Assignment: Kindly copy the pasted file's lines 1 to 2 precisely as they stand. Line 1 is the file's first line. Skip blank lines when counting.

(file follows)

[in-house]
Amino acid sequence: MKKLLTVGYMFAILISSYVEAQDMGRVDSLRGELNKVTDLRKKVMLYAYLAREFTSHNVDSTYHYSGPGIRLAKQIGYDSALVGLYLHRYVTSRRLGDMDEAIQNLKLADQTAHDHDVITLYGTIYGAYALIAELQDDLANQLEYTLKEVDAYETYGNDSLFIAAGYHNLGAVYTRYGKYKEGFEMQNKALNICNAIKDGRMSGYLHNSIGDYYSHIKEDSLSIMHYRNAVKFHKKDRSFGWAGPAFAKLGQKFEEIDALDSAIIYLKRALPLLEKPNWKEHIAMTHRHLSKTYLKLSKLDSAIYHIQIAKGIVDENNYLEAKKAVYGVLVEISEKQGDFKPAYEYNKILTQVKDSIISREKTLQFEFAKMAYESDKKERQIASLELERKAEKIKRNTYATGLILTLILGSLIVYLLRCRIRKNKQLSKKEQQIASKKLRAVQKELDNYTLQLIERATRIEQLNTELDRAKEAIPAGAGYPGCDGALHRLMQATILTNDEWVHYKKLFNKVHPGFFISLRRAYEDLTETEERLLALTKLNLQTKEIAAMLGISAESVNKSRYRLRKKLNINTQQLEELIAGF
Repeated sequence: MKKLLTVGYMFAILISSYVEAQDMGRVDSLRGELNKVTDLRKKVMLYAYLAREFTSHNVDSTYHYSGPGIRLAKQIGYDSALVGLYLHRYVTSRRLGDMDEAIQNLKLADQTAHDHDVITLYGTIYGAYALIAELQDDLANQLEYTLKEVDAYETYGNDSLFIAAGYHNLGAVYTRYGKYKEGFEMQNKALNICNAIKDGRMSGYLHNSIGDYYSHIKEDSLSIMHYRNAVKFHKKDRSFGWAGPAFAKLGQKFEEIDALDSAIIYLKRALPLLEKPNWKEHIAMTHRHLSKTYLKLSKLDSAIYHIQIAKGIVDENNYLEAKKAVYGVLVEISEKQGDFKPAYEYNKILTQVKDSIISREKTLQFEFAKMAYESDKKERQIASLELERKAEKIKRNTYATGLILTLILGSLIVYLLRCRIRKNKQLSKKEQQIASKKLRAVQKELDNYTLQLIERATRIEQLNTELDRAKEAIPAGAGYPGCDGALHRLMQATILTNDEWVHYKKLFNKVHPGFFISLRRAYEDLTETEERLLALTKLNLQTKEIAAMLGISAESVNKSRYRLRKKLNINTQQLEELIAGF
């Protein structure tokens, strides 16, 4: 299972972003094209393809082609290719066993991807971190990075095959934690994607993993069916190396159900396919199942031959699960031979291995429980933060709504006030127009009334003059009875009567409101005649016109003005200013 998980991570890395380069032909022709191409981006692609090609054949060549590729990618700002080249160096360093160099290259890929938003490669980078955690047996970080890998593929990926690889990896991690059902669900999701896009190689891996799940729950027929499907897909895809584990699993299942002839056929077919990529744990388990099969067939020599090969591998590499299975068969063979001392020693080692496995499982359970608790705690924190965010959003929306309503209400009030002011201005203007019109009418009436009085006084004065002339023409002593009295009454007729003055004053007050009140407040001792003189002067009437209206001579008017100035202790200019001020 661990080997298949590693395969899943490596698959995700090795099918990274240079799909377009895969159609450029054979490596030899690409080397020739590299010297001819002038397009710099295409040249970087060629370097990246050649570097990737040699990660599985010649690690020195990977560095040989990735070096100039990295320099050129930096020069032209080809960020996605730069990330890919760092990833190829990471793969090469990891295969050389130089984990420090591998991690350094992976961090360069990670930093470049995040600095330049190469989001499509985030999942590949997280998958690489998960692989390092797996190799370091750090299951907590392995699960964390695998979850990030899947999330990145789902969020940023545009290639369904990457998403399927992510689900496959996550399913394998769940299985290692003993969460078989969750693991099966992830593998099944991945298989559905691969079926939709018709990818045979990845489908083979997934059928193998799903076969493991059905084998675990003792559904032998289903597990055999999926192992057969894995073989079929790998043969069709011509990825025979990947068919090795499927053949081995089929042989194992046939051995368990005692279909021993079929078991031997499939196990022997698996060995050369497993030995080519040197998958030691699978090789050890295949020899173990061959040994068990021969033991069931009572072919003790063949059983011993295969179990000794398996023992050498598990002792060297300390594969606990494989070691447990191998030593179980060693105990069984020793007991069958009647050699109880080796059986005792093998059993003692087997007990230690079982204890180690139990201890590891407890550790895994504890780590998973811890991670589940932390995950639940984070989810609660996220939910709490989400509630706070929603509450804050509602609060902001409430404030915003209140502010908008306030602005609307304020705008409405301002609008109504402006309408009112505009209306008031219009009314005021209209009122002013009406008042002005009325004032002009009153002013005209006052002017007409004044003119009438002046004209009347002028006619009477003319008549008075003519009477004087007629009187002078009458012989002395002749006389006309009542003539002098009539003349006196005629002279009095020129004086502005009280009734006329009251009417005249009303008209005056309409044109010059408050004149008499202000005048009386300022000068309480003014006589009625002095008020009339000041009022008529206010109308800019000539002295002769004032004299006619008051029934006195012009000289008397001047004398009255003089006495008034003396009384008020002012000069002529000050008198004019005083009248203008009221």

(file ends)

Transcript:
[in-house]
Amino acid sequence: MKKLLTVGYMFAILISSYVEAQDMGRVDSLRGELNKVTDLRKKVMLYAYLAREFTSHNVDSTYHYSGPGIRLAKQIGYDSALVGLYLHRYVTSRRLGDMDEAIQNLKLADQTAHDHDVITLYGTIYGAYALIAELQDDLANQLEYTLKEVDAYETYGNDSLFIAAGYHNLGAVYTRYGKYKEGFEMQNKALNICNAIKDGRMSGYLHNSIGDYYSHIKEDSLSIMHYRNAVKFHKKDRSFGWAGPAFAKLGQKFEEIDALDSAIIYLKRALPLLEKPNWKEHIAMTHRHLSKTYLKLSKLDSAIYHIQIAKGIVDENNYLEAKKAVYGVLVEISEKQGDFKPAYEYNKILTQVKDSIISREKTLQFEFAKMAYESDKKERQIASLELERKAEKIKRNTYATGLILTLILGSLIVYLLRCRIRKNKQLSKKEQQIASKKLRAVQKELDNYTLQLIERATRIEQLNTELDRAKEAIPAGAGYPGCDGALHRLMQATILTNDEWVHYKKLFNKVHPGFFISLRRAYEDLTETEERLLALTKLNLQTKEIAAMLGISAESVNKSRYRLRKKLNINTQQLEELIAGF